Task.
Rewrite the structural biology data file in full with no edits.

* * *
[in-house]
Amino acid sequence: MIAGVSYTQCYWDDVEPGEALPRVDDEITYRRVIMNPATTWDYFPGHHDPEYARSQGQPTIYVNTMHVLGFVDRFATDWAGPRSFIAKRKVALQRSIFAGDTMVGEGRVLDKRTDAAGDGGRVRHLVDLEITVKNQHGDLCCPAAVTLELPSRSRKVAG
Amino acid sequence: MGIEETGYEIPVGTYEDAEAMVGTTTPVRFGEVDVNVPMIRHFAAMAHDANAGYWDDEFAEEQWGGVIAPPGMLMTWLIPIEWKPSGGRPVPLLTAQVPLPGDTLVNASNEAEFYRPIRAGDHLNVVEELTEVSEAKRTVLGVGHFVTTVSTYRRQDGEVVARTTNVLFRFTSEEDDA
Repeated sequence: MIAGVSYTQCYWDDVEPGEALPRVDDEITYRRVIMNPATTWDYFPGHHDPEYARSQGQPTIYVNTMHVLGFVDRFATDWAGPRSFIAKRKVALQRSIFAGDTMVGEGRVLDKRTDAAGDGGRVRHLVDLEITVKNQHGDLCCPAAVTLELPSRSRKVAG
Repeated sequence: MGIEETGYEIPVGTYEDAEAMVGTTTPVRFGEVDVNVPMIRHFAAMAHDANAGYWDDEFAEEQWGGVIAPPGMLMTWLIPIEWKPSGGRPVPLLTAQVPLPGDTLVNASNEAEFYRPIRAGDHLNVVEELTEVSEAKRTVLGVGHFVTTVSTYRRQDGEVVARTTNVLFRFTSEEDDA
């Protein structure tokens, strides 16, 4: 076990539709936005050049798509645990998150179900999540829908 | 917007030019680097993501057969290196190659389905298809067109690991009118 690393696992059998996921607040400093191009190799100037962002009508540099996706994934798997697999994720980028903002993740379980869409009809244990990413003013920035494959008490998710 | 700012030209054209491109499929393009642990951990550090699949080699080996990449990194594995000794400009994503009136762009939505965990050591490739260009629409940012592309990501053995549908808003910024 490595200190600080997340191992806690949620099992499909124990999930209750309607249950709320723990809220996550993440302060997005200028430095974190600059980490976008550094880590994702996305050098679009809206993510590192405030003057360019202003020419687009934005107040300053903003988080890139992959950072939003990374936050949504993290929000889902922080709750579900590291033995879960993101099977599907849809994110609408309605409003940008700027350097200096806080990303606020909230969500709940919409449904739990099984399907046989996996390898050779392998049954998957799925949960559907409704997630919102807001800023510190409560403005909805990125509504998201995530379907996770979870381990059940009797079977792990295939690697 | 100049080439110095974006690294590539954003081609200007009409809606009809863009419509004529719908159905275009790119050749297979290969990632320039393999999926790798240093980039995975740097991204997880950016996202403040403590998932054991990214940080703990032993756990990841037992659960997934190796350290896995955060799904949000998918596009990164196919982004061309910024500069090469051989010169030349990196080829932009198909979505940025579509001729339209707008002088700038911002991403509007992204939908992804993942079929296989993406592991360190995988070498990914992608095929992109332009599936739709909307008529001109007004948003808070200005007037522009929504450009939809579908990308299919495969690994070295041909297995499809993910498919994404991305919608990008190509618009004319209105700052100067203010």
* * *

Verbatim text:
[in-house]
Amino acid sequence: MIAGVSYTQCYWDDVEPGEALPRVDDEITYRRVIMNPATTWDYFPGHHDPEYARSQGQPTIYVNTMHVLGFVDRFATDWAGPRSFIAKRKVALQRSIFAGDTMVGEGRVLDKRTDAAGDGGRVRHLVDLEITVKNQHGDLCCPAAVTLELPSRSRKVAG
Amino acid sequence: MGIEETGYEIPVGTYEDAEAMVGTTTPVRFGEVDVNVPMIRHFAAMAHDANAGYWDDEFAEEQWGGVIAPPGMLMTWLIPIEWKPSGGRPVPLLTAQVPLPGDTLVNASNEAEFYRPIRAGDHLNVVEELTEVSEAKRTVLGVGHFVTTVSTYRRQDGEVVARTTNVLFRFTSEEDDA
Repeated sequence: MIAGVSYTQCYWDDVEPGEALPRVDDEITYRRVIMNPATTWDYFPGHHDPEYARSQGQPTIYVNTMHVLGFVDRFATDWAGPRSFIAKRKVALQRSIFAGDTMVGEGRVLDKRTDAAGDGGRVRHLVDLEITVKNQHGDLCCPAAVTLELPSRSRKVAG
Repeated sequence: MGIEETGYEIPVGTYEDAEAMVGTTTPVRFGEVDVNVPMIRHFAAMAHDANAGYWDDEFAEEQWGGVIAPPGMLMTWLIPIEWKPSGGRPVPLLTAQVPLPGDTLVNASNEAEFYRPIRAGDHLNVVEELTEVSEAKRTVLGVGHFVTTVSTYRRQDGEVVARTTNVLFRFTSEEDDA
């Protein structure tokens, strides 16, 4: 076990539709936005050049798509645990998150179900999540829908 | 917007030019680097993501057969290196190659389905298809067109690991009118 690393696992059998996921607040400093191009190799100037962002009508540099996706994934798997697999994720980028903002993740379980869409009809244990990413003013920035494959008490998710 | 700012030209054209491109499929393009642990951990550090699949080699080996990449990194594995000794400009994503009136762009939505965990050591490739260009629409940012592309990501053995549908808003910024 490595200190600080997340191992806690949620099992499909124990999930209750309607249950709320723990809220996550993440302060997005200028430095974190600059980490976008550094880590994702996305050098679009809206993510590192405030003057360019202003020419687009934005107040300053903003988080890139992959950072939003990374936050949504993290929000889902922080709750579900590291033995879960993101099977599907849809994110609408309605409003940008700027350097200096806080990303606020909230969500709940919409449904739990099984399907046989996996390898050779392998049954998957799925949960559907409704997630919102807001800023510190409560403005909805990125509504998201995530379907996770979870381990059940009797079977792990295939690697 | 100049080439110095974006690294590539954003081609200007009409809606009809863009419509004529719908159905275009790119050749297979290969990632320039393999999926790798240093980039995975740097991204997880950016996202403040403590998932054991990214940080703990032993756990990841037992659960997934190796350290896995955060799904949000998918596009990164196919982004061309910024500069090469051989010169030349990196080829932009198909979505940025579509001729339209707008002088700038911002991403509007992204939908992804993942079929296989993406592991360190995988070498990914992608095929992109332009599936739709909307008529001109007004948003808070200005007037522009929504450009939809579908990308299919495969690994070295041909297995499809993910498919994404991305919608990008190509618009004319209105700052100067203010």